In other words, what are you trying to persuade them to do? Buy something? Sign up for something? Enquire about something? This will be the method with which you achieve your objectives in section 1 above.

Another useful thing to consider is the priority of these audiences. This will help when it comes to designing the layout and navigation of the website.

4. Provisional site structure

It is likely that this structure will change during the design stage, but it's useful to have a starting point that clearly conveys the 'information architecture' of the site. The main purpose is to try and ensure nothing is forgotten about that needs to be on the site.

Don't necessarily copy your old website structure - a change could yield benefits. Don't carry old assumptions into a new project, you risk missing out on a beneficial change.

5. Technical specifications

In other words, what should the website do?

  • If it's a brochure site, most pages will be 'static' in the sense that they don't react to user actions. The exception here is usually contact pages that have interactive forms.
  • If it's an e-commerce site, list out any requirements for your home, product listing, search and product detail pages. If your checkout will be non-standard, for example it allows customers to customise their orders, information on this should be included.
  • If it's anything more advanced or unusual than this, write a detailed list of what every user should be able to do.

Large IT projects will spend months defining a technical specification. Most websites projects aren't this size, but it may be worth using some techniques that the bigger players use.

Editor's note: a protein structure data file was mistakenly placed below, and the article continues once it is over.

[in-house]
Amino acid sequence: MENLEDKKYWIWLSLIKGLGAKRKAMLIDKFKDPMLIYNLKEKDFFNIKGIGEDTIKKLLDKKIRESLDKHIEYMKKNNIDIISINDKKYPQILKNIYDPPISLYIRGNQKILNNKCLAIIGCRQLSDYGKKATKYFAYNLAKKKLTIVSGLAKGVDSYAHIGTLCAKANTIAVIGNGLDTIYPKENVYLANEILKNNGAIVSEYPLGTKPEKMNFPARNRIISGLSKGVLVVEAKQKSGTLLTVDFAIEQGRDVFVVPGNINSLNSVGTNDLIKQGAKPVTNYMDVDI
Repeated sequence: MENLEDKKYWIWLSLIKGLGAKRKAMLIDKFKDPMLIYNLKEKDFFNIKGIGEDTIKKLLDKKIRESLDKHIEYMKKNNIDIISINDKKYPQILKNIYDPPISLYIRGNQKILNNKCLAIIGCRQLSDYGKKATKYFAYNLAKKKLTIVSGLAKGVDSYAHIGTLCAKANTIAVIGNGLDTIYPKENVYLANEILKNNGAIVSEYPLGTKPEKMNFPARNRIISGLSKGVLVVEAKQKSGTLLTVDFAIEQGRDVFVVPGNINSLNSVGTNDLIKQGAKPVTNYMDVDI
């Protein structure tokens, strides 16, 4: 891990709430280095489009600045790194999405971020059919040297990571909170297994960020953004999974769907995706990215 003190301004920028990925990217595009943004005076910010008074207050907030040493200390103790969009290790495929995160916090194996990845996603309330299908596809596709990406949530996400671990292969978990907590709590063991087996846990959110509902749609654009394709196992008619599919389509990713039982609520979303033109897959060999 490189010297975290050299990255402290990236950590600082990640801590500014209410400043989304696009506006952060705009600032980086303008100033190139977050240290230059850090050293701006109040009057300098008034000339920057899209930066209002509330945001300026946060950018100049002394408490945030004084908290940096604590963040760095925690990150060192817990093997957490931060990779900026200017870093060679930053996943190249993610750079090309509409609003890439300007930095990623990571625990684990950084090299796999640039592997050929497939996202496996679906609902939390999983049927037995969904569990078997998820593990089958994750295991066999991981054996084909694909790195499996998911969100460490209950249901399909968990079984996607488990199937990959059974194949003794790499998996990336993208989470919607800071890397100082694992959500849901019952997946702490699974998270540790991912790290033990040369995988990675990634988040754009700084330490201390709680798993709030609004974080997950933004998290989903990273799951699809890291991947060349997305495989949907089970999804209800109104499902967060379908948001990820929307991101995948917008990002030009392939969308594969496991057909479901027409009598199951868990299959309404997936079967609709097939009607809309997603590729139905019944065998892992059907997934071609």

User stories are a way of describing the actions a visitor should be able to perform on the site. They look like this:

  • As a customer I want to add items to my cart so I can buy them later
  • As a member of staff I want to change the status of orders so I can mark items as dispatched

Create user stories for each type of audience on your site, especially if you have unusual functionality.

At this stage you should also mention any technical preferences (if you have any), for example, the CMS or web framework that should be used, what payment gateways you want to use and whether the website should integrate with any other systems.

6. Non-functional requirements

These are requirements related to:

  • Accessibility & usability - do you have accessibility requirements? Perhaps your website will be used mainly on tablets, or by the elderly.
  • Security - do you need to be PCI compliant?
  • Loading times - how important are loading speeds to you? If you're in e-commerce, the answer is very.